a scarce resource, particularly as organizations continue to grow, yet I sincerely
believe that through cooperation and by respecting
the needs and objectives of
others, the five service organizations can be accomodated in the concourse. Although some compromises
maybe necessary, a just and
viable solution is possible.
As service organizations,
the common overall objective of serving the needs and
interests of as many students as possible must be
maintained. By consciously
denying organizations
space within the concourse,
not only are organizations
being exploited but more
importantly it is the students of UBC who will suffer
the greatest.
In light of this issue I
must admit that I do have
faith in the reasonable
judgement of council members, and strongly believe
that the issue will be rewarded equitably.
Anjum Khan
Global Development
Centre.
Africa's
deplorable
record
Human rights in Africa
mean different things to different people.
To the apathetic North
Americans, they mean
little.
To the Africans who
agitate for more rights and
who are jailed, and tortured
for their views, they are a
matter of life and death.
The generals and the
elected-for-life presidents
see human rights as a bourgeois, foreign culture that
does not apply to them. They
ought not to be bluffed and
strung along by organizations like Amnesty International.
Some Soviet-bloc and
Western leaders see human
rights as mere nuissance
and the relationship between them and their
clients ought not be sacrificed on the altar of questionable claims by some dissidents. Their military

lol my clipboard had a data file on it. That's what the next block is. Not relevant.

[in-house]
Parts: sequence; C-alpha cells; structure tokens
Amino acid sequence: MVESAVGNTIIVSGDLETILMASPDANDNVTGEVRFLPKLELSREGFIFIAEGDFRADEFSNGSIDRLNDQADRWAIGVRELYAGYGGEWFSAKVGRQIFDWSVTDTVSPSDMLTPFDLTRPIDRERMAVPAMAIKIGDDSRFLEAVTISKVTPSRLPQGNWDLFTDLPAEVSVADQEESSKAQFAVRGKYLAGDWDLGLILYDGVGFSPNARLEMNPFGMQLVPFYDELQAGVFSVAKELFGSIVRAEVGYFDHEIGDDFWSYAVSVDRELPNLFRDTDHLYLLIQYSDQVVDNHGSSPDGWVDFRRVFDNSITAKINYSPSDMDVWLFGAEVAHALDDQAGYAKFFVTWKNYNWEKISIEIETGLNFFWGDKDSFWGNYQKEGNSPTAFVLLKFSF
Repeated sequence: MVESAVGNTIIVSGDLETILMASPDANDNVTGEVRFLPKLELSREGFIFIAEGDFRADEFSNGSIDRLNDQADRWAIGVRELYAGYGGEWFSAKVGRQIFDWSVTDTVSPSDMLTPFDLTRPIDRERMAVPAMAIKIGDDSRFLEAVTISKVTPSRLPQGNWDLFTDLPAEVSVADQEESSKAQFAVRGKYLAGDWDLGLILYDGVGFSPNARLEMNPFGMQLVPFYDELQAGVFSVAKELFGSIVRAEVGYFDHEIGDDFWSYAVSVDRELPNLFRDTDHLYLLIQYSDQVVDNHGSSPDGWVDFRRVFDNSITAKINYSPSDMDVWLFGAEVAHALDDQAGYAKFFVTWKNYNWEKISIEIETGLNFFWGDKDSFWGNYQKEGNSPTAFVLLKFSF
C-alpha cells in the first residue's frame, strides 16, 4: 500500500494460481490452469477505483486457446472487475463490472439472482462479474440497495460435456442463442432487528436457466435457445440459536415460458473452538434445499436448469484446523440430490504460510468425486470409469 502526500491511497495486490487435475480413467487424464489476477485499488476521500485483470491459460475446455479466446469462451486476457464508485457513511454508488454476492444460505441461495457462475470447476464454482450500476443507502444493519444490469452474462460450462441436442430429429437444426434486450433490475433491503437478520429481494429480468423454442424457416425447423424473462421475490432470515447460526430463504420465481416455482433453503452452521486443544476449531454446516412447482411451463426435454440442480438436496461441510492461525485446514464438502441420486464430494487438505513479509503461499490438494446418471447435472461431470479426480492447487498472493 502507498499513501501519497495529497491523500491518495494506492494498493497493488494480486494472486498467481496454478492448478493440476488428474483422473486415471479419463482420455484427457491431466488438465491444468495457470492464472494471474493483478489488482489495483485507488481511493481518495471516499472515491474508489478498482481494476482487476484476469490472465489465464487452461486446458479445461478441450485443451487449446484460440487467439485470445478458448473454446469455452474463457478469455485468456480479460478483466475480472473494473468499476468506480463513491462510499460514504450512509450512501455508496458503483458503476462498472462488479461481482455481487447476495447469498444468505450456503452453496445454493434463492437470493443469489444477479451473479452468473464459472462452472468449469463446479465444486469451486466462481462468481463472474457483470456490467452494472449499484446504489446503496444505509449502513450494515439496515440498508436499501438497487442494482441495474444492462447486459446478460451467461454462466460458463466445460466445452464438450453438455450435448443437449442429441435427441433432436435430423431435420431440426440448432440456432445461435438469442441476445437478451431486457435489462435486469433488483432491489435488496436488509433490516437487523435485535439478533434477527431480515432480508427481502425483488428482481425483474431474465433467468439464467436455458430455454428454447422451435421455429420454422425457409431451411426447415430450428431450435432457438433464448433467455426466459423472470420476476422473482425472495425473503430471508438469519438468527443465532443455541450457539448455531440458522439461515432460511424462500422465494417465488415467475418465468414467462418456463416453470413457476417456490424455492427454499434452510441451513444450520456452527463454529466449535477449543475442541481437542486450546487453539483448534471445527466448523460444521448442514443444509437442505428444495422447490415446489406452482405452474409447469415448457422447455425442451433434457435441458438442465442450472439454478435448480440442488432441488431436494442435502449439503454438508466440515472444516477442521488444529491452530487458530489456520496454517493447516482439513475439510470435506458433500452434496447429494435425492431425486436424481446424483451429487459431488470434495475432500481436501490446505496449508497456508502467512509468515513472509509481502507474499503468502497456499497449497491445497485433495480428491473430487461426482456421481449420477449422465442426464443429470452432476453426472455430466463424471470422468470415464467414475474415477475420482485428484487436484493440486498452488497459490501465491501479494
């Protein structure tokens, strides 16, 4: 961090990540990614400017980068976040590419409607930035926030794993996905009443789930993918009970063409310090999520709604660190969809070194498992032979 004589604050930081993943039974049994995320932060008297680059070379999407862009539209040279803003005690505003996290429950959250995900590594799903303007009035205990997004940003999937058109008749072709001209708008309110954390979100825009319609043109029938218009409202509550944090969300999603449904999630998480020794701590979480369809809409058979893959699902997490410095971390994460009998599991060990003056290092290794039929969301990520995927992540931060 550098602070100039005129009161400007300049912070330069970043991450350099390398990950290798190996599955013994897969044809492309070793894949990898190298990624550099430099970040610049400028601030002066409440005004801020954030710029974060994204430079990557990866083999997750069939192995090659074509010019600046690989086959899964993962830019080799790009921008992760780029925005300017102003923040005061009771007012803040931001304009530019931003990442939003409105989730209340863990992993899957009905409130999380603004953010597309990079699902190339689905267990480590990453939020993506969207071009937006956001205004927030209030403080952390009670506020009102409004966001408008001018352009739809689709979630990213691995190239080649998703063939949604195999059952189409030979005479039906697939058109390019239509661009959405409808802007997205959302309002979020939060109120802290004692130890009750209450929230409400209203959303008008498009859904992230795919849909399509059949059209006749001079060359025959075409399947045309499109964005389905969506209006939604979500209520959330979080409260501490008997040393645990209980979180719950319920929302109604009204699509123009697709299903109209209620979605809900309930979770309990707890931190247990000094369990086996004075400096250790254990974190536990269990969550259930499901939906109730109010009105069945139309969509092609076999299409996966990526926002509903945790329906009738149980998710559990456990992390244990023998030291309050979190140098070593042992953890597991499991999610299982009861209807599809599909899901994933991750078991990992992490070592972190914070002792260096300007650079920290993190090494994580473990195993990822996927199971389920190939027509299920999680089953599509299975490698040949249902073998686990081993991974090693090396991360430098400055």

bases that are of "strategic"
importance to them are at
stake. Equally vital to the
well-being of their national
economies are the mineral
resources their industries
cannot do without.
To the human rights
lawyers, the development
and refugee workers, internal repressions must end.
The link between chronic
poverty, hunger, and people
fleeing their homeland and
abuses of human rights is
too obvious and assumes
many forms: deliberate killings and acts of genocide;
racial or religious intolerance; denial of fundamental
civil, political and economic
rights.
No matter how one
views them, the abuses are
there.
A few decades after colonial rule came to an end,
Africa, plagued by black
neocolonialists, replete with
military and one-party
states, holds the world record for the number of coups
that take place at regular
interval.
Of the 52 nations, two
are democracies, 22 are
military dictatorship,
and the rest
are one party
states where some semi-literate leaders run for president and always win 99.9
percent ofthe vote.
Apartheid is evil. The
South African regime regularly detains and tortures
children as young as fourteen. The various laws that
subject blacks to second-
class citizens on the basis of
their skin color is morally
repugnant. But equally repulsive are the other 28 independent African states
that have worse human
rights records.
In Kenya, Ghana and
many other African nations,
the use of administrative
detention is widespread.
Long term detention without trial of political prisoners is common.
Wide discretion is